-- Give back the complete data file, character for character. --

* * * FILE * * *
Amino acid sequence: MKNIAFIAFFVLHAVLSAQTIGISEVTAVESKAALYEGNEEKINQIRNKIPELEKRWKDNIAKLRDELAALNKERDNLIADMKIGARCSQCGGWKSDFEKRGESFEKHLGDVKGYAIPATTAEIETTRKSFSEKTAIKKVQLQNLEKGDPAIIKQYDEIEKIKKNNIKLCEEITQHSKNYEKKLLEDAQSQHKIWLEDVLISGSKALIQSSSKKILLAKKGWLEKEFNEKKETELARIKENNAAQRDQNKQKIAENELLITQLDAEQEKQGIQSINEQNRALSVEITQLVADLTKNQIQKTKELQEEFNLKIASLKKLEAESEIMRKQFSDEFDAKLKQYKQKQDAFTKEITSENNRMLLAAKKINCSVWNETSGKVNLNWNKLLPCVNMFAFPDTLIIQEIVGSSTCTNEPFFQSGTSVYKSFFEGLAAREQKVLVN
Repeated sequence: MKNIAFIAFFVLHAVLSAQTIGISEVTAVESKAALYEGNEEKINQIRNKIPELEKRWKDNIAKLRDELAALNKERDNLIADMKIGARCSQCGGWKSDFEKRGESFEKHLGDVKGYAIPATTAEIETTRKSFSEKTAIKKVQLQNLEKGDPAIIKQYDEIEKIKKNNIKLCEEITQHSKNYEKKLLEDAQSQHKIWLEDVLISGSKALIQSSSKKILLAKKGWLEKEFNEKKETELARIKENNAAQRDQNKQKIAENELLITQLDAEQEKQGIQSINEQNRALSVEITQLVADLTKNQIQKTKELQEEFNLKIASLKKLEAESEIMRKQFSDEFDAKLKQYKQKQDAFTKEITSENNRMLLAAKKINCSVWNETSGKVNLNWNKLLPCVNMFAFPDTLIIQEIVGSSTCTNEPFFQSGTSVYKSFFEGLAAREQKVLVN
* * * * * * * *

Amino acid sequence: MKNIAFIAFFVLHAVLSAQTIGISEVTAVESKAALYEGNEEKINQIRNKIPELEKRWKDNIAKLRDELAALNKERDNLIADMKIGARCSQCGGWKSDFEKRGESFEKHLGDVKGYAIPATTAEIETTRKSFSEKTAIKKVQLQNLEKGDPAIIKQYDEIEKIKKNNIKLCEEITQHSKNYEKKLLEDAQSQHKIWLEDVLISGSKALIQSSSKKILLAKKGWLEKEFNEKKETELARIKENNAAQRDQNKQKIAENELLITQLDAEQEKQGIQSINEQNRALSVEITQLVADLTKNQIQKTKELQEEFNLKIASLKKLEAESEIMRKQFSDEFDAKLKQYKQKQDAFTKEITSENNRMLLAAKKINCSVWNETSGKVNLNWNKLLPCVNMFAFPDTLIIQEIVGSSTCTNEPFFQSGTSVYKSFFEGLAAREQKVLVN
Repeated sequence: MKNIAFIAFFVLHAVLSAQTIGISEVTAVESKAALYEGNEEKINQIRNKIPELEKRWKDNIAKLRDELAALNKERDNLIADMKIGARCSQCGGWKSDFEKRGESFEKHLGDVKGYAIPATTAEIETTRKSFSEKTAIKKVQLQNLEKGDPAIIKQYDEIEKIKKNNIKLCEEITQHSKNYEKKLLEDAQSQHKIWLEDVLISGSKALIQSSSKKILLAKKGWLEKEFNEKKETELARIKENNAAQRDQNKQKIAENELLITQLDAEQEKQGIQSINEQNRALSVEITQLVADLTKNQIQKTKELQEEFNLKIASLKKLEAESEIMRKQFSDEFDAKLKQYKQKQDAFTKEITSENNRMLLAAKKINCSVWNETSGKVNLNWNKLLPCVNMFAFPDTLIIQEIVGSSTCTNEPFFQSGTSVYKSFFEGLAAREQKVLVN